Squirrel: Absolutely. What I see so often is that someone will say, “look, I just want this to be easy and comfortable. I would like this progress that we want to make, this goal that we want to achieve, this sprint that we want to complete, to go smoothly. I just want an easy life.” I had one client tell me that once.

Jeffrey: Really? Okay.

Squirrel: This would be great! I’d like that too! The problem is that I don’t know how to get it and also get effective organizational change—new features, innovation, progress—without some form of discomfort. If I knew how to do it without discomfort, without conflict, I would be a richer consultant.

Jeffrey: This is what I like about your insight here about “as a person, he’s great.” You hear the quality and the qualification in there. You know there’s something coming.

Squirrel: Oh, exactly. That’s why the signal is when the person is telling me that at the beginning of our conversation. If I hear a bunch of things about how you’re interacting and having productive conflicts and learning things and hashing out a way of working together, and then you say, “Yeah, and you know, over time I’ve got to realize that actually this person’s great.” That’s not my danger signal. My danger signal is when the conversation opens that way. “Now, as a person, Jeffrey’s great…” and you can hear the “but-.”

Jeffrey: Exactly. Now the thing is here, we’re talking about troubleshooting. I think it’s worth saying that this sounds like a symptom. If I hear it from someone else, or I find myself saying it, and I think we’re saying to our listeners: if you think about someone this way, “well, as a person, they’re great” and you have this sort of qualification, you’re not really getting what you’d want from the collaboration. So, what to do about it? We haven’t talked about this, but I think we’re going to have similar things that we’re going to do. Which is?

Squirrel: Name the thing that you’re observing. Say what you see.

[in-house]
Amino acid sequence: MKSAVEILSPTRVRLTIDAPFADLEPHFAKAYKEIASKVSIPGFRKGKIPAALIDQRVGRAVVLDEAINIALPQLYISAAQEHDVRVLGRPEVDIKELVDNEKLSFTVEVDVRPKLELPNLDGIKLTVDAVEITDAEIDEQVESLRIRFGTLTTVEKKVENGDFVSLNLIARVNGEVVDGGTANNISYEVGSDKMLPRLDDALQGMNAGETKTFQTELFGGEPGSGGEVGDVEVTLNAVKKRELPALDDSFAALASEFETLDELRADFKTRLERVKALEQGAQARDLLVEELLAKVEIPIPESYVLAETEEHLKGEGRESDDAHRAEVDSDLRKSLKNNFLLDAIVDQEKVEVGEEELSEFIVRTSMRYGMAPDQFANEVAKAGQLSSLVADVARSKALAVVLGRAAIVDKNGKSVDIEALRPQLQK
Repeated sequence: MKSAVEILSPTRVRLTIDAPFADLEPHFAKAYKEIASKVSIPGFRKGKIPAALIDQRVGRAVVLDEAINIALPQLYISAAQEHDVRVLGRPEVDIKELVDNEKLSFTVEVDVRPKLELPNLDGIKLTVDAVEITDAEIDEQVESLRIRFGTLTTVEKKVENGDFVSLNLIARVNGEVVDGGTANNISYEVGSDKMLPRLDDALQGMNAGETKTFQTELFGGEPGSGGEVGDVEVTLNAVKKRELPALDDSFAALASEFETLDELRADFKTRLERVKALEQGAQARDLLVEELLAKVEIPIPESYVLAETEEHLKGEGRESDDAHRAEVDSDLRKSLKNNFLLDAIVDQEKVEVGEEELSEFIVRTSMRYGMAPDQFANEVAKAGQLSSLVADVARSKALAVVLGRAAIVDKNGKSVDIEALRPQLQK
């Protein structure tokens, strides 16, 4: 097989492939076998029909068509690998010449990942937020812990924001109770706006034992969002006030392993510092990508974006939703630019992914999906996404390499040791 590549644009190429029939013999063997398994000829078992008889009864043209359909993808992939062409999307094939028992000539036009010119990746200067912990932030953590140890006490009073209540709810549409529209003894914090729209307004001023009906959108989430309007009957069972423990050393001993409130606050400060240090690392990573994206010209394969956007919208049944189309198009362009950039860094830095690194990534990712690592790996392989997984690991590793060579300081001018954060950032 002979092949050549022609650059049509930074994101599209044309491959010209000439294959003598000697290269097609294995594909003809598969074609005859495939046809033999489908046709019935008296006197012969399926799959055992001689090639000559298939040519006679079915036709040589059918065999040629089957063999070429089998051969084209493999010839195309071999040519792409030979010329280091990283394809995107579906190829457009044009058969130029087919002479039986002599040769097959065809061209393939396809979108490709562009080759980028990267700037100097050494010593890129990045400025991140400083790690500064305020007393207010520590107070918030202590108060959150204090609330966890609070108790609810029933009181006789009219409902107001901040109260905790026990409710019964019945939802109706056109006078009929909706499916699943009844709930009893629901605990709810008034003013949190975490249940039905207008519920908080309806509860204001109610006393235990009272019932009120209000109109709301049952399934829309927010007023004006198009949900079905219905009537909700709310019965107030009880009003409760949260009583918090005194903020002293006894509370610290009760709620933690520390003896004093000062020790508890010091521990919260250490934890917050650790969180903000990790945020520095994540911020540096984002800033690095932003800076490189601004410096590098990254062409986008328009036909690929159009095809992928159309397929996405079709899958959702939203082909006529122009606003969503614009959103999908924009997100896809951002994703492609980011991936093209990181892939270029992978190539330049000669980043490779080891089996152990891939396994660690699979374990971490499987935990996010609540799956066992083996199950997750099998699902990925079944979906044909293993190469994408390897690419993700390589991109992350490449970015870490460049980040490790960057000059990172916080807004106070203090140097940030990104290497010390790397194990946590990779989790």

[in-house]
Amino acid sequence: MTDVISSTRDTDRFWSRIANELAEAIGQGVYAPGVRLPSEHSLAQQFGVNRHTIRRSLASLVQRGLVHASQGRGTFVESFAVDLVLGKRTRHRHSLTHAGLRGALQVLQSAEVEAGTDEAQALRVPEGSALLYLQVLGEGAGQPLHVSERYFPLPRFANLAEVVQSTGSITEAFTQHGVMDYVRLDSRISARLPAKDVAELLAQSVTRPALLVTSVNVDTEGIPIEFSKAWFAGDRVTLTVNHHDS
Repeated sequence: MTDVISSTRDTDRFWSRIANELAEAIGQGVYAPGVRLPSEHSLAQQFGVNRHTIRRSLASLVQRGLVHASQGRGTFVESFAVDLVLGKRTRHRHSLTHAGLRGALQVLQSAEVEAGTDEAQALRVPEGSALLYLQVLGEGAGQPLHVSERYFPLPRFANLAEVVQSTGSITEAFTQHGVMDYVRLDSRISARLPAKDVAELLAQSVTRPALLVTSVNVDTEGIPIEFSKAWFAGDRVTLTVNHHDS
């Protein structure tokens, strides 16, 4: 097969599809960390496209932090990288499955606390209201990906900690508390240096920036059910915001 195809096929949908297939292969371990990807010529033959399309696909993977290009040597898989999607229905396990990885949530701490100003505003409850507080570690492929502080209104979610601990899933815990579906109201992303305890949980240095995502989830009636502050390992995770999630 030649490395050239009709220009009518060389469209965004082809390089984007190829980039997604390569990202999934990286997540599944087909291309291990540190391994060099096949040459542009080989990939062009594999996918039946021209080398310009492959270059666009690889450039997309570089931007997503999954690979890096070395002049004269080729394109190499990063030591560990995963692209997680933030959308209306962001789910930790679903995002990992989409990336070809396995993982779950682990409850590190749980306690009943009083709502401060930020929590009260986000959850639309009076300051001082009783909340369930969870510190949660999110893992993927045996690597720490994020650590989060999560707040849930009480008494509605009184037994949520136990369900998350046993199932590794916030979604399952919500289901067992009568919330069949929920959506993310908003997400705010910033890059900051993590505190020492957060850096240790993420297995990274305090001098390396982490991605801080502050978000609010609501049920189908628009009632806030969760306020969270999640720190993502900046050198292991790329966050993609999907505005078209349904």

Jeffrey: If they really are great, are you willing to then be honest with the person? I think this idea, this kind of hidden “but,” all those “this person is great…but,” what it’s actually a symptom of is your failure to share where you disagree with them. What that comes down to in my mind is a lack of trust and respect in the other person, and lacking belief that you’ll be able to work with them effectively. If this is me, then I would look at that as being on me, not on the other person who I’m not sharing my differences with. It’d be easy for me to blame them and say, “Well, you know, they just don’t want to hear this. They’re not open to change.” Like there’s no point in talking about it.

Squirrel: Which could be true! It could be that your product manager doesn’t want to hear about the technical debt that’s holding back your engineering organization. But if you haven’t said anything, you don’t know.

Jeffrey: That’s right.

Squirrel: And, you are not participating in the productive conflict, helping to create the productive conflict that would make you have an effective relationship rather than a friendly one.

Jeffrey: Exactly. I like your use of productive conflict. I think that’s a nice distinction from merely saying collaboration, is to make it clear that collaboration there includes the disagreement, but it’s done in a productive way. Now all our listeners need to do is learn the skills of productive conflict.

Squirrel: Excellent. Well, we have a whole book written about that and something like 200 episodes on that topic, so I’ll be happy to pick that up again in a future episode. How about that, Jeffrey?

Jeffrey: I think that sounds great.

Squirrel: Thanks, Jeffrey.

Jeffrey: Thanks, Squirrel.